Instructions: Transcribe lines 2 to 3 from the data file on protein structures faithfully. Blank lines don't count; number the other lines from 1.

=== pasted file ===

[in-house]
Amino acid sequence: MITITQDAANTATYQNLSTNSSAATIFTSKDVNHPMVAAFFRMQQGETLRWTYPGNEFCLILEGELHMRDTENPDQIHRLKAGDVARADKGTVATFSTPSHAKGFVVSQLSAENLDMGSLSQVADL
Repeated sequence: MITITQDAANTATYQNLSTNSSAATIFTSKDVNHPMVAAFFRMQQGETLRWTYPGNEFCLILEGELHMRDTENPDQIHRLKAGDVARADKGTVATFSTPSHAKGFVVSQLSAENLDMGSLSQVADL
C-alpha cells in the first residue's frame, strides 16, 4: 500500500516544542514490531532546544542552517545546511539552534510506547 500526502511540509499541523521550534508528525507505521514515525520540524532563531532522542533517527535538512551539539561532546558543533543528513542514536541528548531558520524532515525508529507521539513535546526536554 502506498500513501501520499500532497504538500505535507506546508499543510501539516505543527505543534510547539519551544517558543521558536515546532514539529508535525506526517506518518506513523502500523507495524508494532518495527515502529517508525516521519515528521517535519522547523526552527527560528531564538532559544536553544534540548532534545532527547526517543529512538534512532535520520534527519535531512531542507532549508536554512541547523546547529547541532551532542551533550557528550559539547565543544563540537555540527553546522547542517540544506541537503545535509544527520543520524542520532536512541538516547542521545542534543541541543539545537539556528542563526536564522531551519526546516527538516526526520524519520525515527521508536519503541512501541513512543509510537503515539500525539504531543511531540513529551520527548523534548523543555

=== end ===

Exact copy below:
Amino acid sequence: MITITQDAANTATYQNLSTNSSAATIFTSKDVNHPMVAAFFRMQQGETLRWTYPGNEFCLILEGELHMRDTENPDQIHRLKAGDVARADKGTVATFSTPSHAKGFVVSQLSAENLDMGSLSQVADL
Repeated sequence: MITITQDAANTATYQNLSTNSSAATIFTSKDVNHPMVAAFFRMQQGETLRWTYPGNEFCLILEGELHMRDTENPDQIHRLKAGDVARADKGTVATFSTPSHAKGFVVSQLSAENLDMGSLSQVADL